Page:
Author(s): Geoff Goodfellow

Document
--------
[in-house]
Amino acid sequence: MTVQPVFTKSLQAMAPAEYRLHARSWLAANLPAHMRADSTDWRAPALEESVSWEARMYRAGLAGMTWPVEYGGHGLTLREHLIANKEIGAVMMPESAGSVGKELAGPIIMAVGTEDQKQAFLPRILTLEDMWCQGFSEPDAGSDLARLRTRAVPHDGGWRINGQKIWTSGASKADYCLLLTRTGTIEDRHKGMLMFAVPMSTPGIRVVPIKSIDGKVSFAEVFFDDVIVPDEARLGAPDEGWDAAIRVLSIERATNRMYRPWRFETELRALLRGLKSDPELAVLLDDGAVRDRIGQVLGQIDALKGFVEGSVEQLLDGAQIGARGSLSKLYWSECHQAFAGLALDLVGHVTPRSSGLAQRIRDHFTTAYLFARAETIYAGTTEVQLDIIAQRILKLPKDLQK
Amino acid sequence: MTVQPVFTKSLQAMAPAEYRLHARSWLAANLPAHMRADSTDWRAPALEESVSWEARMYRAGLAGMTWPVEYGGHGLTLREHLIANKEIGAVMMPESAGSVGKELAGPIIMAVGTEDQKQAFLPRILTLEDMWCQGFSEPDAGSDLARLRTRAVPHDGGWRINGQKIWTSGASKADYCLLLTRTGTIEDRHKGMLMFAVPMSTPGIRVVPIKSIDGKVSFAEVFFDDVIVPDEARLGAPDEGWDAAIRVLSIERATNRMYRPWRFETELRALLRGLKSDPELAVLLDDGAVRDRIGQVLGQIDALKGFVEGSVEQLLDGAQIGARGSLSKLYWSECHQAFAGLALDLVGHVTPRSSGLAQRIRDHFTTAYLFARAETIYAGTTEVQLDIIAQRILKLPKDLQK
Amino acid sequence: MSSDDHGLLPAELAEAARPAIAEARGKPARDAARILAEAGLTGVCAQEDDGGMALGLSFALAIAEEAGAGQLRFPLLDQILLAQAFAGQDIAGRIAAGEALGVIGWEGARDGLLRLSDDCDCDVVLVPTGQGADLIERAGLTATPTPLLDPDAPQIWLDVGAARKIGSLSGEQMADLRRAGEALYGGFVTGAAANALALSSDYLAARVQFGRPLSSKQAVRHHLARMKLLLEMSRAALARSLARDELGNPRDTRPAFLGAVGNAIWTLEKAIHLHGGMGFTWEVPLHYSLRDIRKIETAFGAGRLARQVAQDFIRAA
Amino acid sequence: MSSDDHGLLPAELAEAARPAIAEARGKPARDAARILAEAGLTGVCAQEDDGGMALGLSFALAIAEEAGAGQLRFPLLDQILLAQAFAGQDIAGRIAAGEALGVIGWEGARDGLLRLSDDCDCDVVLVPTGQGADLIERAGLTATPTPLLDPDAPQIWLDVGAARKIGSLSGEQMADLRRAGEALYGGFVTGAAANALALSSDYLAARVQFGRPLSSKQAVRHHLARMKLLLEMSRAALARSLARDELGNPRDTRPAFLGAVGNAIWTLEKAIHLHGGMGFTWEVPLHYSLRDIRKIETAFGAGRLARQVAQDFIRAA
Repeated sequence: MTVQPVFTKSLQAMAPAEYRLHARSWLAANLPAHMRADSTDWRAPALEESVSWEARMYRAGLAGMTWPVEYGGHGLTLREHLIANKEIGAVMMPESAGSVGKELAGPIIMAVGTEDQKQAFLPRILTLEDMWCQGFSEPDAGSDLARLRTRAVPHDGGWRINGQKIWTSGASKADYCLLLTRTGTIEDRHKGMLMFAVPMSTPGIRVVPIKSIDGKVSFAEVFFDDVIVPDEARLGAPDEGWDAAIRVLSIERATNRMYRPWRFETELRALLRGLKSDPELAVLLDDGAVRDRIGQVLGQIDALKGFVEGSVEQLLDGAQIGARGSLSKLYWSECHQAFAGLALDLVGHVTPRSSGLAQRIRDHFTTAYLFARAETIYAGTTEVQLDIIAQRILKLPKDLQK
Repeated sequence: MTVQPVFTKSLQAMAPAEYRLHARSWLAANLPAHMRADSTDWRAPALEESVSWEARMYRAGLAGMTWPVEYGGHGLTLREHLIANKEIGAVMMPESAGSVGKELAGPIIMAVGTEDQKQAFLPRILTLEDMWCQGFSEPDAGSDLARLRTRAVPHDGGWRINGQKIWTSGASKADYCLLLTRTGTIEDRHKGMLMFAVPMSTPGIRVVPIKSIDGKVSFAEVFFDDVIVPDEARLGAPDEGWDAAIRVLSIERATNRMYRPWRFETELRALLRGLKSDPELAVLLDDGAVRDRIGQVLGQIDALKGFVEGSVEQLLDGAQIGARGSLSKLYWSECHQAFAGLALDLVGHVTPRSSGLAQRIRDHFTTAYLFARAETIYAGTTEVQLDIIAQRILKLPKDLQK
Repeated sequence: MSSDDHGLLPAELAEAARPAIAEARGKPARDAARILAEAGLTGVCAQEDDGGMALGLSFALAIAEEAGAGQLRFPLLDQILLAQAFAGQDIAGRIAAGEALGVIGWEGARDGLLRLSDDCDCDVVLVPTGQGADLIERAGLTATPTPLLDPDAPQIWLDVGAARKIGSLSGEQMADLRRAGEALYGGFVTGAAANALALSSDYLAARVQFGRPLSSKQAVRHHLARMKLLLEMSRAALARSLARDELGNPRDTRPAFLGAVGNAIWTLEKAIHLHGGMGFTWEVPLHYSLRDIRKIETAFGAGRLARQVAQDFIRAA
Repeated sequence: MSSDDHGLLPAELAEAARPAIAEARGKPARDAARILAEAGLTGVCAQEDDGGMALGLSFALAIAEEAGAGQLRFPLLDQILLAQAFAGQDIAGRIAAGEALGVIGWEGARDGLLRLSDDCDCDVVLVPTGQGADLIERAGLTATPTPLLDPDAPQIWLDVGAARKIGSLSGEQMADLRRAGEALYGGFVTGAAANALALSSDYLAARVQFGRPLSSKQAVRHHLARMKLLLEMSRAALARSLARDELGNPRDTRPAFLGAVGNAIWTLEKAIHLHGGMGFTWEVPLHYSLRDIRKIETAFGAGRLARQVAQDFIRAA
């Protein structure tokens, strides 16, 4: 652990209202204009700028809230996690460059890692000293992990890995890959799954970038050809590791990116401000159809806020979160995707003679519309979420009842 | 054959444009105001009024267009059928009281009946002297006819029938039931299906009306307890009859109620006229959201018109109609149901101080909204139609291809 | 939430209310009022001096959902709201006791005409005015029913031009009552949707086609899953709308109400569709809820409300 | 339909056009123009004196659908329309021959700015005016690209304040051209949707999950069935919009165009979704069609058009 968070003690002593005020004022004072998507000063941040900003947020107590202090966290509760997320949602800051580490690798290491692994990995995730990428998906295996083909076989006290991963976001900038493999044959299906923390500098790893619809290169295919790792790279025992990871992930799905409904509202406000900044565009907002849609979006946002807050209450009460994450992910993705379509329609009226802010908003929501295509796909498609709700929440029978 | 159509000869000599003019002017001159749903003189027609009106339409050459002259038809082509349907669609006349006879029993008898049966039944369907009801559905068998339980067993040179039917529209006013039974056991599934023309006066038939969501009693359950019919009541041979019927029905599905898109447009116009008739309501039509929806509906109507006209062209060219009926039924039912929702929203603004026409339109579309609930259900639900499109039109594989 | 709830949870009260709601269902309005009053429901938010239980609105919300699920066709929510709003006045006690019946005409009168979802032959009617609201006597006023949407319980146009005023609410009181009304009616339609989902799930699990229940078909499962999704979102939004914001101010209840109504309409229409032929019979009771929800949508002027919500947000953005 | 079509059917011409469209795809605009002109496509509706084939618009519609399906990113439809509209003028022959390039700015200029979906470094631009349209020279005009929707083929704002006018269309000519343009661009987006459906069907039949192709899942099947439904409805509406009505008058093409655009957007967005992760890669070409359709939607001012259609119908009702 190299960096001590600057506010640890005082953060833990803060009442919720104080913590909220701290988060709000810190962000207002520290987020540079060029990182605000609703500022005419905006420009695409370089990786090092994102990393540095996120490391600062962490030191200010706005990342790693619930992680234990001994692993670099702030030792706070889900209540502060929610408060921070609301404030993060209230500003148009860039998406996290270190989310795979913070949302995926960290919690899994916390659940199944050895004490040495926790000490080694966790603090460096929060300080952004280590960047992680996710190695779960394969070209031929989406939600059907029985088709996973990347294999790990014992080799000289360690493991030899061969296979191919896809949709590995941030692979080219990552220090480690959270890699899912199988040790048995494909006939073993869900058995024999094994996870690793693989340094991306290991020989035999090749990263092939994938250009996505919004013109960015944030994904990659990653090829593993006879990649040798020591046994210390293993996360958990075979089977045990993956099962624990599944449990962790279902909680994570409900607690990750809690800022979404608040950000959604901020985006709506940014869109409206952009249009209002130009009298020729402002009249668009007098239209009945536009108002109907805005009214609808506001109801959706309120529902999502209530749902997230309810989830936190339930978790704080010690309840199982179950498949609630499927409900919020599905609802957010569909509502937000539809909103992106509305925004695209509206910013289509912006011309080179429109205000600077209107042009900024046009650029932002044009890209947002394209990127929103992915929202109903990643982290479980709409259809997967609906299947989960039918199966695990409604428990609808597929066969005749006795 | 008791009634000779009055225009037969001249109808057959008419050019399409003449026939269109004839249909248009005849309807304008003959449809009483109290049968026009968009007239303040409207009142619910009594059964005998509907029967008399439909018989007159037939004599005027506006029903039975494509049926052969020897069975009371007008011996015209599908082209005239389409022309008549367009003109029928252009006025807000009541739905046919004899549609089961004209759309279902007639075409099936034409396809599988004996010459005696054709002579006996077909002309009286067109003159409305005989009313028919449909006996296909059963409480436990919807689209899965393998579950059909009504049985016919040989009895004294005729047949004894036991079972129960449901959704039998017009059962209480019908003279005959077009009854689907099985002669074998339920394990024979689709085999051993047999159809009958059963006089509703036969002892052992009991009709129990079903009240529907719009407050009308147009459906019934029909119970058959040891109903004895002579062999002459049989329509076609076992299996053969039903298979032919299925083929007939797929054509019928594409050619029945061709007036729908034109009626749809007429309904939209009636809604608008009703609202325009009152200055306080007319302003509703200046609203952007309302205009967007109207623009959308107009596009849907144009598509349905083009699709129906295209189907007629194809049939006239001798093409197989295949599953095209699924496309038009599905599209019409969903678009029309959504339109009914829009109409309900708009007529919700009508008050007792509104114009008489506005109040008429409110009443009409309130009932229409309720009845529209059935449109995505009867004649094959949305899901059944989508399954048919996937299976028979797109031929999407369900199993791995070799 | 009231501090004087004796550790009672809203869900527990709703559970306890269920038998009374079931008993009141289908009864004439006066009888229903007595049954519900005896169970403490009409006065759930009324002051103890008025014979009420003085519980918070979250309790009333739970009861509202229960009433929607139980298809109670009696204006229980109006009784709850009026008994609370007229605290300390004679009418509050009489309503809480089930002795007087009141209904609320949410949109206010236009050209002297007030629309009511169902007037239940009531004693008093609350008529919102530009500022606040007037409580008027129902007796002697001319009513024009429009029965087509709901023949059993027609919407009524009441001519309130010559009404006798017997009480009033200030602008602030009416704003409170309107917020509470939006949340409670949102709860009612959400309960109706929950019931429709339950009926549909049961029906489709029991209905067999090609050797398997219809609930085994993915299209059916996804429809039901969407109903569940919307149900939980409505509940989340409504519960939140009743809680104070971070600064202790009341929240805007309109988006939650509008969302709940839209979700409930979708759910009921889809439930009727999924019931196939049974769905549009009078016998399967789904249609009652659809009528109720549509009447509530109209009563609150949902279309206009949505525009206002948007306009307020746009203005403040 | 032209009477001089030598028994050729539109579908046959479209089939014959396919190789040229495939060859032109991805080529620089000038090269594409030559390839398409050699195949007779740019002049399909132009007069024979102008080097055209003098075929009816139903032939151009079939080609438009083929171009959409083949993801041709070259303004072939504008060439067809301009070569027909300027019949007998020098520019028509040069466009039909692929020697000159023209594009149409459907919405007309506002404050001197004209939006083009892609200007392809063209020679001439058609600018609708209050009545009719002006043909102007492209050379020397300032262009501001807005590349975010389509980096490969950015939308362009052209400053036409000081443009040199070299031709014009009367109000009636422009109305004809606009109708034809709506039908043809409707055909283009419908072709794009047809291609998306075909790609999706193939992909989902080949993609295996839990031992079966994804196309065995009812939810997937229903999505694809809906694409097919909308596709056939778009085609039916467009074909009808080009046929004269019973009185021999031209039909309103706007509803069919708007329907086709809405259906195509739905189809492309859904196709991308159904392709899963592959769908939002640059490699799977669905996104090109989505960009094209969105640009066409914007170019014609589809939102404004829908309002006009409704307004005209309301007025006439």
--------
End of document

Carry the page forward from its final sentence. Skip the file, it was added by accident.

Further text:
Australian literary icon Geoff Goodfellow is renowned for his brutally evocative poetry: famously performed on building sites, at factories and jails, and in mental institutions, as well as the traditional schools and literary festivals. Martin Flanagan says he reads ‘like an angry red nerve’. But this playful, tender, richly realised childhood memoir – his first prose collection – reveals the vulnerable side of the working-class boy from Copley Street. Growing up in Adelaide’s inner-northern suburbs, Geoff inherits a quick mind and quicksilver tongue from his father, a tender but troubled war veteran (and talented glassblower) who struggled with alcoholism. Geoff’s dad teaches him to make things with his hands, staunch loyalty to family, to charm and cajole – and perhaps most enduringly, to tell stories. So we follow young Geoff as he takes his first job as a milkman’s assistant, aged five, fixes up his first motorbike aged eleven, flirts with housewives (and punches out his boss for insulting his dad) in his first job as an apprentice butcher aged fifteen, and hitchhikes to Mount Gambier to work on oil rigs aged seventeen. This is a poignant snapshot of working-class Australian life in the 1950s and 60s, expertly rendered with the vivid lived detail and wry knockabout humour that Geoff Goodfellow is famous for.